As scholars of children’s literature, we are not, alas, in charge of shaping humane policies for our governments. But we can, to borrow the words of Russian-American journalist Masha Gessen, help people to envision “a world without borders as we have known them—a world in which nation-states are not prized or assumed.” We can guide readers to books that harness the imagination’s power to nourish empathy, and we can steer them away from those that reinforce bigotry. Thanks to our professional training, we understand that such work is necessary and complicated: A work’s propagation of prejudice can be both subtle and overt. Art is often ideologically ambivalent, humanizing in some ways and dehumanizing in others. Another thing we can do, then, is to teach people how to spot the difference. Careful, thoughtful readers can resist lies, misinformation, and scapegoating. By helping us develop the necessary critical literacies, the articles in this issue foster these vital skills.

The issue is available via ProjectMuse.  If you are affiliated with an institution that subscribes to Project Muse, please access the articles that way.  Doing so generates revenue for the Children’s Literature Association — an organization of which I am a member.  If you lack access to the issue, I am glad to send you a pdf of my introduction.  Just drop me a line.  (Email address is at right, under “A note on mp3s,” even though I have long since removed mp3s from this blog.)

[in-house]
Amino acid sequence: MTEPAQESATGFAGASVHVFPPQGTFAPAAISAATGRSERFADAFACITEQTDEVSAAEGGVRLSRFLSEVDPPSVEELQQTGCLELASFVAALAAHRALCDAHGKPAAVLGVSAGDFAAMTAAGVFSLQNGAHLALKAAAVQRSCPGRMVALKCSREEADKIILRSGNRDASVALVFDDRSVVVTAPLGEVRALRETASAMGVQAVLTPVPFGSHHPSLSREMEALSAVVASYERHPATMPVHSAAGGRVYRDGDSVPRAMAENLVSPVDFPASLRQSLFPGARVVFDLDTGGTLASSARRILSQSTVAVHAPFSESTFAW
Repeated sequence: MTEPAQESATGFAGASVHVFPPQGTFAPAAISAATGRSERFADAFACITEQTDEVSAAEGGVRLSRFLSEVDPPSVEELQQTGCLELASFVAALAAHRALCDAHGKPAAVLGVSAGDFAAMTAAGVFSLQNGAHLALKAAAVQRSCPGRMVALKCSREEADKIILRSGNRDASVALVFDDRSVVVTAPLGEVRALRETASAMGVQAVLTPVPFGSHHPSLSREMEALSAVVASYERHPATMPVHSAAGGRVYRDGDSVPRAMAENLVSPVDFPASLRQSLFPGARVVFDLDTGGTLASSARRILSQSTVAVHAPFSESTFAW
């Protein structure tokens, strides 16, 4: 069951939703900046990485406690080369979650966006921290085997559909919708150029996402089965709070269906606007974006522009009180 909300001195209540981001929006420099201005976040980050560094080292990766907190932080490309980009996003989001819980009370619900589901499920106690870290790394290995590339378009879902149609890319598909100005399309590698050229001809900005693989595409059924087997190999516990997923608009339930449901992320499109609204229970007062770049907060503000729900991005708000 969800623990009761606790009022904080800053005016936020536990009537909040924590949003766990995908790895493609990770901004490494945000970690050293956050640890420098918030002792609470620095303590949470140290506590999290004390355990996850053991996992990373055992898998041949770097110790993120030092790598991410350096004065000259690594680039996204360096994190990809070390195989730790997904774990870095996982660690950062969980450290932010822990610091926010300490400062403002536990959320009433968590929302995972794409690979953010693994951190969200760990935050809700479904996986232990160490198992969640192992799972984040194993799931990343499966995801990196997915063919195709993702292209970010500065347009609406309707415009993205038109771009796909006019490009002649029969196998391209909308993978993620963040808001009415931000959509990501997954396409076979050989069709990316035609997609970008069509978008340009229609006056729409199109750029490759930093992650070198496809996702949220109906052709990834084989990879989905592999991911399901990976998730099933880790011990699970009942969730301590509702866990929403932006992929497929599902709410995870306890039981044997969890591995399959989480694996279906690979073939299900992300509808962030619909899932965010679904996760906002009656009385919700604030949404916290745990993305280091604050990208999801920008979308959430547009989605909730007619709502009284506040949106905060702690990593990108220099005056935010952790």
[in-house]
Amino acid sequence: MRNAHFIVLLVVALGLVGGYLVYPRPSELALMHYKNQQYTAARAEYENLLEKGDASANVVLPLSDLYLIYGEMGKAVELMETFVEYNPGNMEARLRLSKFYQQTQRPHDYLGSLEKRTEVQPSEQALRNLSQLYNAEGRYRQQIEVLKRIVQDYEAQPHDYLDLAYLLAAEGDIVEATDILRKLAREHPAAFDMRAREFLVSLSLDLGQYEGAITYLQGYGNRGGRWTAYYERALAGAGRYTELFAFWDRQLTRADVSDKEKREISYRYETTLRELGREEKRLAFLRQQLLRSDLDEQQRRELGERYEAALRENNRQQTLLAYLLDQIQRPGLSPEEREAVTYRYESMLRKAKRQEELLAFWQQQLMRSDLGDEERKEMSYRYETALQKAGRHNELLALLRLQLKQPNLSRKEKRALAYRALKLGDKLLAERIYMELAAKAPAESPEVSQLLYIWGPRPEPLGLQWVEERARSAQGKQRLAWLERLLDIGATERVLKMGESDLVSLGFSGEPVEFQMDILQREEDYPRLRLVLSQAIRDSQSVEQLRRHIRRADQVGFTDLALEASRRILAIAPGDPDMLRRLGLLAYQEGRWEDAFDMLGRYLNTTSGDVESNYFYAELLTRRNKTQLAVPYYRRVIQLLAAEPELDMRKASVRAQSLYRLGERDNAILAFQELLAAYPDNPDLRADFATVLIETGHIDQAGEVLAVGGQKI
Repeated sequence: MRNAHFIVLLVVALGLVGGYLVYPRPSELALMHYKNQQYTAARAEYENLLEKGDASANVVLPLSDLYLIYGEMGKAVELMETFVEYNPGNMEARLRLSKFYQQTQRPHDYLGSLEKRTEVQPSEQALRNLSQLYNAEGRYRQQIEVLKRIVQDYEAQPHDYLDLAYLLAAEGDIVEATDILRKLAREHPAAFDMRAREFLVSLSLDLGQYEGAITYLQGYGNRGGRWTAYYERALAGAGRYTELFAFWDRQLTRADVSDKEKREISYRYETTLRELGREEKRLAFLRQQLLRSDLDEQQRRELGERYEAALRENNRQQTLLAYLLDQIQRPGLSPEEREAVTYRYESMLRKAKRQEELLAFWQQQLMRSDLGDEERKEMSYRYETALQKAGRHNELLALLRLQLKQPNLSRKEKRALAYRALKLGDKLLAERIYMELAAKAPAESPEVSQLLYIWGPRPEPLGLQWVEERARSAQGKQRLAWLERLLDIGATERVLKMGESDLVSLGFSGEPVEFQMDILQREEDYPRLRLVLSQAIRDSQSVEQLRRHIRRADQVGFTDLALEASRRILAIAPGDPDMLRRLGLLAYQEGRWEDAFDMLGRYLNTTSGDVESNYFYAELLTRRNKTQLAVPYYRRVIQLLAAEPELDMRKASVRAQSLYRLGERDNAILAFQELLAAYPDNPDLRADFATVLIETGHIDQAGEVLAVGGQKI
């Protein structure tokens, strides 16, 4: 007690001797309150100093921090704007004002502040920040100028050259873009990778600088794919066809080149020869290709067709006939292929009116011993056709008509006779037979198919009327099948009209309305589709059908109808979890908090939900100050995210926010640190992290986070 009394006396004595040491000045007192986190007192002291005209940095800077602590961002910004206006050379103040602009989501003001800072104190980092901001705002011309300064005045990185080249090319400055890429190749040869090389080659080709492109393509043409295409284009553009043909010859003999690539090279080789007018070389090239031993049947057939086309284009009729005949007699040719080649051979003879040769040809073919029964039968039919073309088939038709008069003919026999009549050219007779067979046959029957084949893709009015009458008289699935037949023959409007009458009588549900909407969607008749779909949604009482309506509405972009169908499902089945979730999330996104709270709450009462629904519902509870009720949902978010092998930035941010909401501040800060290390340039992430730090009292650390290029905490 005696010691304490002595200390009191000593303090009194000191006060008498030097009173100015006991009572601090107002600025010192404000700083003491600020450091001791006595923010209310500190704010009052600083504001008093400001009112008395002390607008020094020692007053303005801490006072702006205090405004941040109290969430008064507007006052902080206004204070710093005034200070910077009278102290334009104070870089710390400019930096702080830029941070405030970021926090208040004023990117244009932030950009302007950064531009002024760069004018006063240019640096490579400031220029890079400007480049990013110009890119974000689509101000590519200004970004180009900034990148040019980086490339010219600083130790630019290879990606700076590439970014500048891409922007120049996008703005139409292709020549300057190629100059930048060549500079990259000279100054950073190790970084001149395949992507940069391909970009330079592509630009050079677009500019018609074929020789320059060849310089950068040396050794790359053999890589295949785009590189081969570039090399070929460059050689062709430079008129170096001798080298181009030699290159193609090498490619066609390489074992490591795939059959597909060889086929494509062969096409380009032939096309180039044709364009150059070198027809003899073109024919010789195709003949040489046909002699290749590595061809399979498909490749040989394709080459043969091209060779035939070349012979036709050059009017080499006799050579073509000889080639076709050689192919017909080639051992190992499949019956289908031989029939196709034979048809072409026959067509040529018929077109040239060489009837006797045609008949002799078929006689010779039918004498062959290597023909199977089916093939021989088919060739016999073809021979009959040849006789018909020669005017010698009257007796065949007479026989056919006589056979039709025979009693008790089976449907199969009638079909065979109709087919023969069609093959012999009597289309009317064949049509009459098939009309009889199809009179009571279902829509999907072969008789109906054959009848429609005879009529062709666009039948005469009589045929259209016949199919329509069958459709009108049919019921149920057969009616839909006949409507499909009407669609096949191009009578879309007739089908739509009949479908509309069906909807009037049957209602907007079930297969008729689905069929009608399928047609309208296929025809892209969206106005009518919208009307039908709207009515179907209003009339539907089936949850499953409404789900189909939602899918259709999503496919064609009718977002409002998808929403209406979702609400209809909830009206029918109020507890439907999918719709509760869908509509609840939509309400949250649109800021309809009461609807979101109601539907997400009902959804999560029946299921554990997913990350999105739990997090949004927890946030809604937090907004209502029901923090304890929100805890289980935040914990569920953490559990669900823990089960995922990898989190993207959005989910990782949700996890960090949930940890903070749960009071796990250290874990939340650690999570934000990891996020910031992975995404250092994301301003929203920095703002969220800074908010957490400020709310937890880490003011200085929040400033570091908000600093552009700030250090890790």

I’ll conclude with the two autobiographical paragraphs from my introduction:

I proposed this special issue, in part, because I am from a family of immigrants and am the descendant of refugees. The Nels were among those 2 million seventeenth-century French Protestants (Huguenots) whose flight from persecution introduced the word refugee into the English language. Today, my extended family (nuclear family plus cousins, uncles, and aunts) lives in five countries on four continents. We are a migratory group. In migrants, refugees, and the diasporic, I see my own family.